Whether the result of misplaced guilt, a fear of being perceived as weak, or the paranoia of being labelled a lazy ne’er-do-well, right now up and down the country people are knowingly misdiagnosing themselves in a failed and pointless attempt to save face.
You did not have “the flu”. You were off for two days. Admittedly you were coughing and spluttering a bit before your time off, and you’re still dabbing your nose with a hanky today, but you did not contract influenza and then miraculously recover within a 48-hour period.
Flu is bad. Like, really really bad. It kills people. About 500,000 fellow human beings every year! On average it takes people between one and two weeks to fully recover, and the associated fever and muscle ache is usually so bad you’re bed-ridden for the majority of that time.
So how, Frank from Accounts, have you managed to contract such an abhorrent infection and deal with it in the time it takes to assimilate a Breaking Bad box set? Should I be calling the World Health Organisation here? Because they will be fascinated to study the man whose immune system has taken on the mighty influenza and twatted it in such a short space of time. You’re the fucking Wolverine of infectious diseases, Frank, revealing a superhuman healing factor hitherto unknown among your colleagues who thought your only other main skill was adding shit up.
Unless Frank… Unless you just had a cold. And don’t get me wrong, colds are miserable. I’d never begrudge a man who wanted time off from a manic working environment whilst battling the indignities of a runny nose, struggling through a sore throat, and constantly fighting the hack reflex. But you lied to me, Frank. You said you had “the flu” because you weren’t man enough to ‘fess up to having something as common as a cold. You think you’re better than that, don’t you Frank? Well you’re not. And you know what Frank? At this year’s summer party, I think I’ve got a pretty good idea who’s going inside the big wicker man we’re planning on burning…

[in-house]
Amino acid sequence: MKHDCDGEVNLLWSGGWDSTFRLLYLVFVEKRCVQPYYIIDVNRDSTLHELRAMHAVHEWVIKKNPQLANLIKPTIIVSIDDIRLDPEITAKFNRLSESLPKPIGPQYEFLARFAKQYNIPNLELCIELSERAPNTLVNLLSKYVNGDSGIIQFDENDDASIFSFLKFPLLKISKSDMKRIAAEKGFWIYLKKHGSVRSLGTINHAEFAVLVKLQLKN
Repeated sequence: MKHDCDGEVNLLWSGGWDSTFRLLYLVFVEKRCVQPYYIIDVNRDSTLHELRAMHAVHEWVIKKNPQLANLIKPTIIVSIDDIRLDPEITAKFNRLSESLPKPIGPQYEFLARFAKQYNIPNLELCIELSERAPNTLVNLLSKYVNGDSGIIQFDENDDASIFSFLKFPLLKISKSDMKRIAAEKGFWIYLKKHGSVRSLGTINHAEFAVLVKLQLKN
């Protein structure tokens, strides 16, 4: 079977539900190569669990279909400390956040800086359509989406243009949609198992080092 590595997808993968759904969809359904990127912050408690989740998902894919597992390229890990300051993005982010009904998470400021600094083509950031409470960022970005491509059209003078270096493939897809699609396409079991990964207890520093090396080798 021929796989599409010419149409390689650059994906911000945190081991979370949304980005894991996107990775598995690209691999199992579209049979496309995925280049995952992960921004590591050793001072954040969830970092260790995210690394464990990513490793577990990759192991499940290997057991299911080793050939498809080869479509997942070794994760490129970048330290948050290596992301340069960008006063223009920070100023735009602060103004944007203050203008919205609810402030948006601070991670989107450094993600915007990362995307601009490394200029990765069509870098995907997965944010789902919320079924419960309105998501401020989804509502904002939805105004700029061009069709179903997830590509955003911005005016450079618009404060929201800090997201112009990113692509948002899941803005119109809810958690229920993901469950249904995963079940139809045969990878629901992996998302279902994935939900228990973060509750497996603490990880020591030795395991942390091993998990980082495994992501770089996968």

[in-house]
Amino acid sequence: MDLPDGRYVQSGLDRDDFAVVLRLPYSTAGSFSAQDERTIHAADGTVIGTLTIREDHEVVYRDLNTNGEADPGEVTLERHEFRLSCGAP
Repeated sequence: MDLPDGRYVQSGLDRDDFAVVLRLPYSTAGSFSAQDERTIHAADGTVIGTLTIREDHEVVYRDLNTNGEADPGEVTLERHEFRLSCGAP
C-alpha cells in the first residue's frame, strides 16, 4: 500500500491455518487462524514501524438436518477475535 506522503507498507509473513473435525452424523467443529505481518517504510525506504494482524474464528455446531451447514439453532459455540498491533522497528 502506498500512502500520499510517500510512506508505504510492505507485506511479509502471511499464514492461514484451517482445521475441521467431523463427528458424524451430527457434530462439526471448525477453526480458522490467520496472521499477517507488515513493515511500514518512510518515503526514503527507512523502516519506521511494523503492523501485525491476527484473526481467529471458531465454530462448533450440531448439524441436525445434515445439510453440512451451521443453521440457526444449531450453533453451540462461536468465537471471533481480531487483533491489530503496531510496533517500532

This desperate need to justify a brief absence through illness, lest a heartless manager interprets this flagrant lack of commitment as grounds for a formal warning, has resulted in an almost universal phenomenon whereby any stated illness occupies a level several strata up from the actual symptoms. So a cold becomes the flu, a headache becomes a really bad migraine, and the squits becomes a stomach bug.
A particular favourite of mine, that users hope will explain away their truncated convalescence, is the phrase “mild flu” or its popular bedfellow “a touch of the flu”. As if there are variants of the H1N1 virus out there that are a bit shit, and don’t quite infect you as brutally as their more aggressive colleagues. By the same token there must be a bunch of people out there with mild HIV, or “a touch of the AIDS”. Yes, the same virus can affect people differently, but not to the extent that you can throw off influenza in the space of two days!
How refreshing it would be if Frank and the millions like him came breezing back into the office with an honest “Yeah, I had a cold – wasn’t serious but I felt rotten, couldn’t concentrate, so decided I’d be better off sleeping it off at home…”?
But no – the terror of being perceived as a lightweight who could have quite easily worked with a head full of phlegm forces the hand, and before they know it, they’re regaling colleagues with tales of a miraculous recovery from what to all intents and purposes sounds like the return of the plague.
It’s the same fear that makes the early morning call to the office all the more terrifying, and the reason most of us bypass work protocol and send a text or an e-mail instead. What if they’re judging me on the end of the phone? What if they sigh because they know they’ll have to do my work today or that I’m going to miss that deadline? What if they analyse the timbre of my voice and deduce that I’m not ill enough to justify this sick day?
So of course the ‘ill voice’ comes into play; that weak, pathetic croak engineered to remove any hint of joy or levity or working potential from your cadence. Regardless of the reason you’re giving – even if it’s an ailment that has bugger all to do with your throat – you’ll rasp out your apologies as if even the ability to speak is a gift of which your illness will soon cruelly rob you.
It’s time to man-up, people. Getting waylaid by a nasty cold is nothing to be ashamed of. But don’t, for the love of Thundera, call it “the flu”. Please?